Pat Tebbutt: 1924–2017

20 May 2017
Pat Tebbutt.
Pat Tebbutt.

26 January 1924 – 20 May 2017

Former judge Pat Tebbutt died on 20 May 2017 at the age of 93. His association with UCT and the law was a life-long one, a central strand running through an enormous range of activities and interests.

His recently published memoirs, A Life Spiced with Variety, catalogue the extraordinary number and type of vocations and passions which he was able to pursue in his long career after leaving UCT: among them naval service towards the end of World War II, newspaper journalist, sports broadcaster (rugby and cricket), legal practice as an advocate, service as an acting judge, a lateral professional journey into the business world (which included the completion of an MBA at Harvard at the age of 50), a return to legal practice, appointment as a judge, and eventually service as a judge of appeal in Botswana, Lesotho and Swaziland, after retirement from the bench in South Africa. He also chaired the commission of inquiry into the killings resulting from the AWB invasion of the Bophuthatswana homeland in early 1994.

Amid all these professional activities, Tebbutt was very active in charitable causes, delivered countless after-dinner speeches, played a central role in the unification of rugby in the Western Cape after 1994 and was president of the Rondebosch Golf Club for some years.

His association with UCT was, however, one of the most sustained and intense involvements. It began when he was a 16-year-old enrolled for a BA degree, which he obtained in 1942. His LLB followed in 1944. He was involved in later life with UCT Rugby and the UCT Foundation, and was President of Convocation from 1982 to 1996, during which period he travelled the length and breadth of this country, reviving healthy relationships with alumni.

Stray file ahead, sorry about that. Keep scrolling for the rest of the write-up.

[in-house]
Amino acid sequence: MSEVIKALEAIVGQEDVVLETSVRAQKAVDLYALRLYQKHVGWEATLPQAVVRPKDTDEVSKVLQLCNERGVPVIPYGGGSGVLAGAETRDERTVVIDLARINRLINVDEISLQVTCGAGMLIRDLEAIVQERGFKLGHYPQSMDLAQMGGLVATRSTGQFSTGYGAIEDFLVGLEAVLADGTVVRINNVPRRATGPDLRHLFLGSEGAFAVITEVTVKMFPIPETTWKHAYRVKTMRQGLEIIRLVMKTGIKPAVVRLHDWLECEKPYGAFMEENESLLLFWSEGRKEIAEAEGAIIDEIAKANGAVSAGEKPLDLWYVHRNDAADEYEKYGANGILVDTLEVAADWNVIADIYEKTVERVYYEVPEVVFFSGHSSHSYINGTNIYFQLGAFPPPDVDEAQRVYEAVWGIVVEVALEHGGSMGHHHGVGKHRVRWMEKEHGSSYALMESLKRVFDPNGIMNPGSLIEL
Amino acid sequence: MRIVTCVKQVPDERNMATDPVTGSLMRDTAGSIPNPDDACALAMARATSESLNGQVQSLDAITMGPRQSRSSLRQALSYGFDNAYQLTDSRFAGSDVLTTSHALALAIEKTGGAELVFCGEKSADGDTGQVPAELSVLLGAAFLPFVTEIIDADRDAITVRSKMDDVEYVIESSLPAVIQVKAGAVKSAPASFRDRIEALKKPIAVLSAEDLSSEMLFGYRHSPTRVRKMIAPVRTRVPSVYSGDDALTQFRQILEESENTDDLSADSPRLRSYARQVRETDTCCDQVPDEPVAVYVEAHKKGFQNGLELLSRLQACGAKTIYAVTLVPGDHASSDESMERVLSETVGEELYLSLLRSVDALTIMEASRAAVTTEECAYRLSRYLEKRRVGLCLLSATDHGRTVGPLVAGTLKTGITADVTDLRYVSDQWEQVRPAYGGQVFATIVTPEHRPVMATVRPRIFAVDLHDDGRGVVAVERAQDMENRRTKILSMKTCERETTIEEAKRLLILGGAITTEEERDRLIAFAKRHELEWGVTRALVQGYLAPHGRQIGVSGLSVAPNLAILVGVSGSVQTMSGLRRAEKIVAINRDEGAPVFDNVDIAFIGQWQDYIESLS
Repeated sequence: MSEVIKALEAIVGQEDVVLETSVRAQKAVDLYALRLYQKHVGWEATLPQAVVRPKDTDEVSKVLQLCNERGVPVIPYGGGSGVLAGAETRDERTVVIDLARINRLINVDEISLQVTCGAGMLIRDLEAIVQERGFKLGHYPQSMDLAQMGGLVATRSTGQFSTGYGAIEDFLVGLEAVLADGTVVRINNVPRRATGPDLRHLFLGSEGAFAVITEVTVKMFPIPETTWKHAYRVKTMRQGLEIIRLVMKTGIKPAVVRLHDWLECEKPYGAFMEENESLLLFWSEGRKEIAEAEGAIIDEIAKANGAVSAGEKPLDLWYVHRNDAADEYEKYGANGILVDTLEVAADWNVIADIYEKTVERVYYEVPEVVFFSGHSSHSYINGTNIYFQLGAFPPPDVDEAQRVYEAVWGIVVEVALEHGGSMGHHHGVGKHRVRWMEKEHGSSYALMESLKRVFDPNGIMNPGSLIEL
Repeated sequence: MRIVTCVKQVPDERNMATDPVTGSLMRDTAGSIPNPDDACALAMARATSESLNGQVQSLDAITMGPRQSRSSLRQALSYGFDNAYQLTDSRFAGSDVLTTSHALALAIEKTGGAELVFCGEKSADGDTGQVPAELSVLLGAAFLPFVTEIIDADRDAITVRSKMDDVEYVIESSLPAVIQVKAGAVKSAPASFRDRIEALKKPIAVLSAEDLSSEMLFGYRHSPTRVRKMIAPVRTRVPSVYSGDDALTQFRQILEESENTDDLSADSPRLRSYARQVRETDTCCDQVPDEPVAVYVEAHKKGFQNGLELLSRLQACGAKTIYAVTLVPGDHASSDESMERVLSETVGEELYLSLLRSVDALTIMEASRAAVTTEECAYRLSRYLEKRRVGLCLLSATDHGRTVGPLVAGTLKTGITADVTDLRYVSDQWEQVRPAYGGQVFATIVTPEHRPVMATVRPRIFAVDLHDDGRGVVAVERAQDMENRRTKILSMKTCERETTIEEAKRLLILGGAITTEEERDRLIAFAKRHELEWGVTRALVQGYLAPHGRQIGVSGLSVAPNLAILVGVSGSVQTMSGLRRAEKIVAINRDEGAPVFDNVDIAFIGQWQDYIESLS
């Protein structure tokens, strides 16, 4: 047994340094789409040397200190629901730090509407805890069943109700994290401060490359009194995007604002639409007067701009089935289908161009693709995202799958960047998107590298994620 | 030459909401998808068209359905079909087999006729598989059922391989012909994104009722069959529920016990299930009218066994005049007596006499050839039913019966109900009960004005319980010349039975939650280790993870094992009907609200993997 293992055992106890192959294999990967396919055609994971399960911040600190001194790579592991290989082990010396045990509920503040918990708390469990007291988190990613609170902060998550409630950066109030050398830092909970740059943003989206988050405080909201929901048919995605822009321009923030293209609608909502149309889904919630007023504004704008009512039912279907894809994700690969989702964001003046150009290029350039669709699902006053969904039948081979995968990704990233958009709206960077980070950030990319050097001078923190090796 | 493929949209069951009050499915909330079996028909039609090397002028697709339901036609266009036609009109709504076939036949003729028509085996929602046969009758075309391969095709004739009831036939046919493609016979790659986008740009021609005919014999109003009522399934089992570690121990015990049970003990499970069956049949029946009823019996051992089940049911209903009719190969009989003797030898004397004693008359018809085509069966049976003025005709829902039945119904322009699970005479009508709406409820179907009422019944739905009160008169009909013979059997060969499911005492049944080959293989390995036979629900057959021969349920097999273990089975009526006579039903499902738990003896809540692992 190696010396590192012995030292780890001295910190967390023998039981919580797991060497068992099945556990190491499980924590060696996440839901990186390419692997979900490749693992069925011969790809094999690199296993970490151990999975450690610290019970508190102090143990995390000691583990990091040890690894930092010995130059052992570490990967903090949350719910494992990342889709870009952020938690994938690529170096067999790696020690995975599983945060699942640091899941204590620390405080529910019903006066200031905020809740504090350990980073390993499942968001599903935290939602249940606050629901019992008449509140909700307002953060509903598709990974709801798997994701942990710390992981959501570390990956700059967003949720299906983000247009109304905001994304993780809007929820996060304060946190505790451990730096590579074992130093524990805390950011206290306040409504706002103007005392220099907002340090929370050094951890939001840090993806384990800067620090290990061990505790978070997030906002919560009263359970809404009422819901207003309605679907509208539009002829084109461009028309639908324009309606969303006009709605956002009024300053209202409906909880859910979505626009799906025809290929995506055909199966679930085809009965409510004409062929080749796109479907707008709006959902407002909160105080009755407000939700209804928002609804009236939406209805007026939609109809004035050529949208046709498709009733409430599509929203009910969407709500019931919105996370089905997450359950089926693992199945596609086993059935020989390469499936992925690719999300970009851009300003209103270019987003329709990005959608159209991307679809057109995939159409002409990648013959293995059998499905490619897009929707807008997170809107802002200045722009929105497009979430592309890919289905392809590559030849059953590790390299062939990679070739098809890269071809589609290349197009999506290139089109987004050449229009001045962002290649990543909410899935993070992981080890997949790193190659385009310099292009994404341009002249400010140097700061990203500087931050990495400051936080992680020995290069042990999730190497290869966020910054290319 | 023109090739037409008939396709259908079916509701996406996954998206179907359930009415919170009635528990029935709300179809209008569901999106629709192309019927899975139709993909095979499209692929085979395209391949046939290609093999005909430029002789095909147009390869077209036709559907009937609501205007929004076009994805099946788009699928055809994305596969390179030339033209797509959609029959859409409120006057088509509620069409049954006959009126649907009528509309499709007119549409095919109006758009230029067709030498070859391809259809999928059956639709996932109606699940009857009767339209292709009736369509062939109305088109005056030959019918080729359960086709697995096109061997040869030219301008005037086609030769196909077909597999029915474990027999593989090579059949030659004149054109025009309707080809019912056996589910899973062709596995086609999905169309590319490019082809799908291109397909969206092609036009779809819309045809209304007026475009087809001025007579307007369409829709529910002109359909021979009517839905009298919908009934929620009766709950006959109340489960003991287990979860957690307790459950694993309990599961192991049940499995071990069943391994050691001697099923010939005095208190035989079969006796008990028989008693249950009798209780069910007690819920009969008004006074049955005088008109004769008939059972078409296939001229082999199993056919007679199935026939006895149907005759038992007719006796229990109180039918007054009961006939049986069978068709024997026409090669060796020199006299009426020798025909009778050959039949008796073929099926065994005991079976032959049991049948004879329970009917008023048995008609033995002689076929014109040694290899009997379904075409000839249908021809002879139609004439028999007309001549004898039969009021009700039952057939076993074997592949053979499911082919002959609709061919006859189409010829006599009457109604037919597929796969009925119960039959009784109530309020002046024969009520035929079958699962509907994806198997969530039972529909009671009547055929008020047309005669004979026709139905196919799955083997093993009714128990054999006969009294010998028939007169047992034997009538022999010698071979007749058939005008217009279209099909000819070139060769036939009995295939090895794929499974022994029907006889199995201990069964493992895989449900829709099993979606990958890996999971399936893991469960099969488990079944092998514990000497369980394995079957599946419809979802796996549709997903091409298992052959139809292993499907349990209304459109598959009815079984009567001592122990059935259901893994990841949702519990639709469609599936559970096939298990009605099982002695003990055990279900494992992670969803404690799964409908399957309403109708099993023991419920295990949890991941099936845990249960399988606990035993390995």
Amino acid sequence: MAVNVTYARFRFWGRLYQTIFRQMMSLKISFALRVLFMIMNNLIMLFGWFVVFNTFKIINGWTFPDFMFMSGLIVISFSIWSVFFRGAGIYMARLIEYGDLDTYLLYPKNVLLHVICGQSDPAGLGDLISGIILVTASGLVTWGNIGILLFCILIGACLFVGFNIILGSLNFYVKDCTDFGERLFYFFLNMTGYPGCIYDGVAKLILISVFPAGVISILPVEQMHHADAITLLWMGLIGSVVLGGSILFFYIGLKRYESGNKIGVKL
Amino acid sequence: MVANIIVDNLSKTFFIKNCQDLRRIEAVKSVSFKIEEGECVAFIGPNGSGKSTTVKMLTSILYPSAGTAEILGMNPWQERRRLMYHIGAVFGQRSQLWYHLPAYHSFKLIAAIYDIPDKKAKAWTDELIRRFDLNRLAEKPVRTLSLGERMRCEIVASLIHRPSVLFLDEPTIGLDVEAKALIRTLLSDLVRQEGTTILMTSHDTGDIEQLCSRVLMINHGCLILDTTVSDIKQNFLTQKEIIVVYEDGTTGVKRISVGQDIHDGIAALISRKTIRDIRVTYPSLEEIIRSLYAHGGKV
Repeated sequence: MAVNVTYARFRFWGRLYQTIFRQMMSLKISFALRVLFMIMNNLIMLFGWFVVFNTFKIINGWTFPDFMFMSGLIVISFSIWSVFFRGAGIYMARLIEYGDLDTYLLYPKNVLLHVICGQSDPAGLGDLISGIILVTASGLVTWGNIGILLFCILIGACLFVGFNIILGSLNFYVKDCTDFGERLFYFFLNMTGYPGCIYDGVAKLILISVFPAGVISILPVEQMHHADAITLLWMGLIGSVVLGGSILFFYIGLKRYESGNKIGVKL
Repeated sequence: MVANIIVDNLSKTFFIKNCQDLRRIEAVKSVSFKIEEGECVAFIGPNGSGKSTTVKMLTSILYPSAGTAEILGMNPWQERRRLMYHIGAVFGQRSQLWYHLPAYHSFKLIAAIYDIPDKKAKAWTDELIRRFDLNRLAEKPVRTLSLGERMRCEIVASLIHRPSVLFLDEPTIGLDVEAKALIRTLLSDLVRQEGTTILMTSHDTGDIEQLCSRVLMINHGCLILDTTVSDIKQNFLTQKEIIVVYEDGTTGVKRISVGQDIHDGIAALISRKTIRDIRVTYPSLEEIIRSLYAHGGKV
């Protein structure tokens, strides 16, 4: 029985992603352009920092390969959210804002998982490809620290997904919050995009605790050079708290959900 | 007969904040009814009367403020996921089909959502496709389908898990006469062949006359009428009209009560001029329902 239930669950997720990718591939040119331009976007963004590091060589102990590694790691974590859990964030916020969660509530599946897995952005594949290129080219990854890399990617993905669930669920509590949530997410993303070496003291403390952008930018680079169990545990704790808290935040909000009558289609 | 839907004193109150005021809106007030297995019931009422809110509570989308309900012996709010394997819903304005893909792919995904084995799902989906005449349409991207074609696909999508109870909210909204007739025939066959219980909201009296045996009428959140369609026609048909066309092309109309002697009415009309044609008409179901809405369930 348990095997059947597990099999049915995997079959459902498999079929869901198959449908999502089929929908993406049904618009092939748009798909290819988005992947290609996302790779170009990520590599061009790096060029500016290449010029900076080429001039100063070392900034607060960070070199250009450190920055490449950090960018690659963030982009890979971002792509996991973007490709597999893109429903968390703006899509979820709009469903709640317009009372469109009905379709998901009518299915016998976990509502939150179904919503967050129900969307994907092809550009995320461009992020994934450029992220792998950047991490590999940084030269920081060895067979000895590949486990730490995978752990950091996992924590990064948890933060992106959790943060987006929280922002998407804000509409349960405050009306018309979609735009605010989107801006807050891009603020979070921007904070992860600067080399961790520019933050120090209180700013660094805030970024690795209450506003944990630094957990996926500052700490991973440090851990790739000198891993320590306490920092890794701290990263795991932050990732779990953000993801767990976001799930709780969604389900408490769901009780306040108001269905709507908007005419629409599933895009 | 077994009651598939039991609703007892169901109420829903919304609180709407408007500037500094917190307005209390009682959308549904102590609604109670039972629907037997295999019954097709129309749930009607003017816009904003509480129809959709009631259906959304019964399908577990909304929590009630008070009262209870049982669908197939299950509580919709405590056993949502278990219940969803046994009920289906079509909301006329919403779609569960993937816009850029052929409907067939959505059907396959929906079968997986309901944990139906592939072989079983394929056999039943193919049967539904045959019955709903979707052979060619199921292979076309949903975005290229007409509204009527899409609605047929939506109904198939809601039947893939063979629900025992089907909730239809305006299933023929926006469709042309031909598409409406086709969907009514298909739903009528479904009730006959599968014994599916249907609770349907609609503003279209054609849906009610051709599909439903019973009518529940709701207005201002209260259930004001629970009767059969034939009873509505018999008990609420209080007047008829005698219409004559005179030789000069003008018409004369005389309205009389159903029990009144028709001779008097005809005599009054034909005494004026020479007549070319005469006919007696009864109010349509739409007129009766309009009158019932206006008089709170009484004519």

Alumnus and former UCT Council member Owen Kinahan said, “I was much privileged to work closely with Pat for over 40 years. A natural raconteur and indefatigable fundraiser, he was the definition of ‘Hail fellow, well met.’ He was elected President of Convocation when I was UCT alumni officer from 1982–84. We traversed the country in what he called our ‘dog and pony show’, packing in 50 reunions in three years. He was tireless, a diplomat to his fingertips and had a cast-iron liver. He was a most worthy recipient of the President of Convocation’s medal. We first worked together for Smuts Hall’s 50th birthday in 1978. He had entered Men’s Res in 1940 and held it in great affection for the rest of his life. A decade ago he was awarded honorary life fellowship of Smuts Hall in recognition of his distinguished career, public good works and sustained contribution to Smuts Hall. Only last year he became patron of the Smuts Hall Alumni Association. His shadow is long.”

Tebbutt was also a patron of the UCT Rugby Football Club (UCT RFC). The UCT RFC management committee paid homage to their patron saying he was a great servant of the club and of rugby in the Western Cape. “Pat has been a source of inspiration and loyalty to our club for many decades and his warmth and wisdom touched everyone who met him.”

Former Vice-Chancellor, Dr Stuart Saunders, remembers Tebbutt as an enthusiastic supporter of UCT: “Pat was President of Convocation for years and actively sought to encourage alumni to support the university by attending meetings with them all over South Africa. No one was more loyal to or supportive of UCT than Pat.”

Professor Hugh Corder, Deputy Vice-Chancellor and former Dean of Law said that Tebbutt was a very keen and regular participant in UCT Law gatherings from 1999, always willing to give advice and to speak at important occasions.

“He had a great gift for amusing, intelligent and eloquent speeches, never stumbling over his words, witty and yet serious in his central message: ‘Do unto others as you would wish them to do for you.’ His presence lent both seriousness of purpose, mixed with well-chosen humour, to all such occasions – he was able to find common cause with people of all ages and diverse backgrounds.”

“We pay tribute to one of UCT’s best-known alumni, and we shall miss him at future reunions of alumni,” Corder said. “The university extends its sympathy to his wife, family and large circle of friends.”

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